Schiff, Schumer & FBI combine to block Nunes’s effort to #ReleaseTheMemo

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Sen. Charles E. Schumer (D.-N.Y.) and Rep. Adam B. Schiff (D.-Calif.) (Big League Politics composite by Neil W. McCabe)

Hours after President Donald J. Trump told congressmen, as he exited the House chamber after his State of the Union address, he will “100 percent” release the memorandum written by the House Permanent Select Committee on Intelligence detailing abuses by the FBI during the 2016 political cycle, the FBI and Capitol Hill Democrats are mounting a last-ditch effort to keep the memo from the American people.

(Screenshot from CSPAN)

“I have served on the committee for 10 years,” said Rep. Adam B. Schiff (R.-Calif.), the ranking Democrat on the House intel committee, Monday just before the committee voted to make the memo public. “This is the first time we have sought to declassify highly sensitive information from a political reason–It is, I think, a terrible line to cross.”

It is widely reported that the memo documents how the FBI used an opposition research file on candidate Trump, the so-called “Steele Dossier, paid for by Hillary R. Clinton’s presidential campaign to secure a FISA court warrant for surveillance of the Trump campaign.

The dossier was completed by Christopher Steele, a veteran of British Intelligence service.

Schiff lost Monday’s vote, but Wednesday night he launched his next potential roadblock, the fact that the memo that was made available to all House members was not presented to the White House for review.

At 10 p.m. Wednesday, the California Democrat Tweeted out a letter that spelled out that he and his fellow Democrats were misled by Rep. Devin G. Nunes (R.-Calif.), the committee chairman, when Monday Schiff took the chairman as saying that the memo would be released without any changes or redactions.

“It is imperative that the committee majority immediately withdraw the document that it sent to the White House,” Schiff wrote.

He further wrote:

Because there were material changes made to the document unbeknownst to committee members and only revealed to us this evening, two days after the vote, there is no longer a valid basis for the White House to review the altered document, since this new version is not the same document shared with the entire House and on which the committee voted.

Washington Examiner columnist Byron York Tweeted out that the changes were either grammatical or specifically requested by the either the Democrats themselves or by the FBI.

In light of Schiff’s latest gambit is it interesting to look back at the transcript of Monday’s committee meeting, when Rep. James A. Himes (D.-Conn.) asked Nunes directly about alterations to the memo.

“I guess, what I am looking for is that memo word-for-word to be made public or will it be redacted or altered in any way?” Himes asked.

Nunes did not respond directly, but he did give a “yeah” that Schiff now takes as an effort to mislead Democrats.

Also at Monday’s committee meeting, Schiff complained that FBI Director Christopher A. Wray personally told him he was concerned about the memo’s release.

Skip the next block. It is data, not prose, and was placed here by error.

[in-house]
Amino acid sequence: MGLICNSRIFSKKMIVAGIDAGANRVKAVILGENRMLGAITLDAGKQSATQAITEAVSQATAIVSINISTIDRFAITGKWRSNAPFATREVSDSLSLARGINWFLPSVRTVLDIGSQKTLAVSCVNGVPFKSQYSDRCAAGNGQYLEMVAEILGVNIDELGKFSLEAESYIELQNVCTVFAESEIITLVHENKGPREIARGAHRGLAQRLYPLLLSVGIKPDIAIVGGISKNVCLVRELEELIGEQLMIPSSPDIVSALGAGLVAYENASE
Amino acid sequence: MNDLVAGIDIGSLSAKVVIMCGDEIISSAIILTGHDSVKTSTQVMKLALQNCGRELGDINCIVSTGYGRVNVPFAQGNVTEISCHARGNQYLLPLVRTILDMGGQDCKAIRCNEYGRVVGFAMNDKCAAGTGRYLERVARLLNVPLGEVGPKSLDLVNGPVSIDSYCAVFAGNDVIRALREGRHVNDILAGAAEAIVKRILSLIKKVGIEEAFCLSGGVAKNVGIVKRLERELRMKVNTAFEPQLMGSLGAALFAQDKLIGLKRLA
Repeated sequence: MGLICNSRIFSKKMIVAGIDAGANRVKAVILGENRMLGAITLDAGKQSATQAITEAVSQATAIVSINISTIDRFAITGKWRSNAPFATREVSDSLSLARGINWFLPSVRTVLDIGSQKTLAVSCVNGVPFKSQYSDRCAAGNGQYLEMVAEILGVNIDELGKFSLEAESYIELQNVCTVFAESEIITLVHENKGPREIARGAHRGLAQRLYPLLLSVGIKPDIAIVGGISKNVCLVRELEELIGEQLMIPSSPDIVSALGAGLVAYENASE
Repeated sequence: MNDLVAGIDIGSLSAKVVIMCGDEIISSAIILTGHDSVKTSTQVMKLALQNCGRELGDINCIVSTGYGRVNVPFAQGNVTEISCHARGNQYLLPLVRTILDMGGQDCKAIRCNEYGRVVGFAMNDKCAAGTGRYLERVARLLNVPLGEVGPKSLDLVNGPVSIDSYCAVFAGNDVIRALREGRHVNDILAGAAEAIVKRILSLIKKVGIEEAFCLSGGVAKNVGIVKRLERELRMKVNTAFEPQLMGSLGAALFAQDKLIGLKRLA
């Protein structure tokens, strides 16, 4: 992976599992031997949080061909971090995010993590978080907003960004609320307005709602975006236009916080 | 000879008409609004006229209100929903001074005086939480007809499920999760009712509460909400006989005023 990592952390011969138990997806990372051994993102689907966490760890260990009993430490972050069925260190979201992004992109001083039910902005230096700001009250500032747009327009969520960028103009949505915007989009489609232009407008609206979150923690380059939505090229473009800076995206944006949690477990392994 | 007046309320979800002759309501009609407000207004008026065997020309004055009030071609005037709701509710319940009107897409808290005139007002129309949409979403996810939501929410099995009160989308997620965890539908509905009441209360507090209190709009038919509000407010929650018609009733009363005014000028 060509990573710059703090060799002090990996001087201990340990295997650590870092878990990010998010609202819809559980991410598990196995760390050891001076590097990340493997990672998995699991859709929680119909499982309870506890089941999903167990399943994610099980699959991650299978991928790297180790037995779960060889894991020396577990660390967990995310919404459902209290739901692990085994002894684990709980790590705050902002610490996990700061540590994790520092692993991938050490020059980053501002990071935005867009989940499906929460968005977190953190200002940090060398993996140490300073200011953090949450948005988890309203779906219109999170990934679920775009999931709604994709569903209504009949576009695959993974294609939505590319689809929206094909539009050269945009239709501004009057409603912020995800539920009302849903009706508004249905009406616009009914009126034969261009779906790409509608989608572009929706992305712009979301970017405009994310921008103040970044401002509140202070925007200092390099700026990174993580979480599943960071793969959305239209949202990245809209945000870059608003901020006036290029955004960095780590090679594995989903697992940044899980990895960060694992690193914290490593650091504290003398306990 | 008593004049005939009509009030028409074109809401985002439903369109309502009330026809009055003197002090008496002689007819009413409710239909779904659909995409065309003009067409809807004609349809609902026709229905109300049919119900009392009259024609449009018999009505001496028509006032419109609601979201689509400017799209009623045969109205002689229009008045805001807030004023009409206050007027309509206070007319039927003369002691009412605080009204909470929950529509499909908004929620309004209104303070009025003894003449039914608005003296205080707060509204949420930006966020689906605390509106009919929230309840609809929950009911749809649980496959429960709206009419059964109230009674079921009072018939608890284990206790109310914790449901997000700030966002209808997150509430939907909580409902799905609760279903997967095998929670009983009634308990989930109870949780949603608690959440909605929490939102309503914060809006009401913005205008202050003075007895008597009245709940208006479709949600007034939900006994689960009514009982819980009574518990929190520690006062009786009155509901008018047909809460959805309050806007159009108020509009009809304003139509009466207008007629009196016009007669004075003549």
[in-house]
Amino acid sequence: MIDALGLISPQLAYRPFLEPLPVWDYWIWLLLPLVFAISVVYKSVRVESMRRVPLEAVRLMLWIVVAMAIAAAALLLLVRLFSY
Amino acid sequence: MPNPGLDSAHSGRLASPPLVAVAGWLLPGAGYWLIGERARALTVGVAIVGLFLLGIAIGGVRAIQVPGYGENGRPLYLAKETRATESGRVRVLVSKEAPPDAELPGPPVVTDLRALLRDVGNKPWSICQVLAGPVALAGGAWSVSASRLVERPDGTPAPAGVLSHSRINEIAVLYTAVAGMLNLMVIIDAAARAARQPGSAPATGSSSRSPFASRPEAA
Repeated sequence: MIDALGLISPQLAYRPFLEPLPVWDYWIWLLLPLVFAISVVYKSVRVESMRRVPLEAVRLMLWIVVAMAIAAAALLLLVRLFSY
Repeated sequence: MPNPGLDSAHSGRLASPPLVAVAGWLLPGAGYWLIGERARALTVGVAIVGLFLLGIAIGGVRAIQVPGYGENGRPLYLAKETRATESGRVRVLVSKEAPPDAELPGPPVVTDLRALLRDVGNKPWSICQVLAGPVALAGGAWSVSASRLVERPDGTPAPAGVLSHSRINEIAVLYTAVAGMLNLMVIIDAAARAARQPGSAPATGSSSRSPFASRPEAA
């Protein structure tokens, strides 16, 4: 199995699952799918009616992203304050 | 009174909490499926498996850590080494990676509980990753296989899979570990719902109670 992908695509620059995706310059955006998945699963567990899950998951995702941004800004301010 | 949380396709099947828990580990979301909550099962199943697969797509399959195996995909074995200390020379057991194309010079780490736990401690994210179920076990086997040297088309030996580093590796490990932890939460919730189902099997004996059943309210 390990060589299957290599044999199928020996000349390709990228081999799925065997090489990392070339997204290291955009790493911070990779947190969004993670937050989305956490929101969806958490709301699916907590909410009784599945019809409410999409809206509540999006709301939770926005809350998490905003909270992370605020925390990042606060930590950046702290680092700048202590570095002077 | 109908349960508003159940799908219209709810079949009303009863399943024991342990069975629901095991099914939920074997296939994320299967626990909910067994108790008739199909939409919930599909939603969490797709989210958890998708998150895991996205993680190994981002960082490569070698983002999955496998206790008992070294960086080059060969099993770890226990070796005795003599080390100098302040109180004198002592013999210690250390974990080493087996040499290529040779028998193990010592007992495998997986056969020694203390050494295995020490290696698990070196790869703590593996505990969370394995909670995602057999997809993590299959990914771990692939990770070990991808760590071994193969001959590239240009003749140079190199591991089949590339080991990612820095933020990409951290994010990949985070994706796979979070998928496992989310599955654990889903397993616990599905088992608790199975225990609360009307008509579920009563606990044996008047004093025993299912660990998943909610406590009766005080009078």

The day before the vote, Nunes and Rep. Harold W. “Trey” Gowdy (R.-S.C.), the chairman of the House Oversight and Government Reform Committee met with Wray and shared the memo with him.

In addition to Wray, Nunes sent copies of the memo to two senior FBI officials, so it is easy to speculate that this was the context of the FBI-requested alterations.

It was also Monday that Deputy FBI Director Andrew G. McCabe, no relation to this reporter, announced he was taking terminal leave in connection with his March retirement.

Wednesday afternoon the Federal Bureau of Investigation posted this statement on its website in a direct rebuke to Nunes and the president:

The FBI takes seriously its obligations to the FISA Court and its compliance with procedures overseen by career professionals in the Department of Justice and the FBI. We are committed to working with the appropriate oversight entities to ensure the continuing integrity of the FISA process.

With regard to the House Intelligence Committee’s memorandum, the FBI was provided a limited opportunity to review this memo the day before the committee voted to release it. As expressed during our initial review, we have grave concerns about material omissions of fact that fundamentally impact the memo’s accuracy.

In his response to the FBI, Nunes pulled no punches.

“Having stonewalled Congress’ demands for information for nearly a year, it’s no surprise to see the FBI and DOJ issue spurious objections to allowing the American people to see information related to surveillance abuses at these agencies,” he said.

The FBI is well aware of how it has tried to slow-walk the committee’s investigations, he said. “The FBI is intimately familiar with ‘material omissions’ with respect to their presentations to both Congress and the courts, and they are welcome to make public, to the greatest extent possible, all the information they have on these abuses.”

Also, joining the FBI and Schiff in the effort to block the release of the memo was Senate Minority Leader Charles E. Schumer (D.-N.Y.), who called on Speaker Paul D. Ryan (R.-Wis.) to support Schiff in the interest of the rule of law and the integrity of the House.

For his part, Ryan said he is backing Nunes.

Speaking to Fox News’ “Fox and Friends,” Tuesday, Ryan said he wanted a clean slate at the FBI.

Let it all out, get it all out there. Cleanse the organization,” he said. “I think we should disclose all this stuff. It’s the best disinfectant. Accountability, transparency — for the sake of the reputation of our institutions.”

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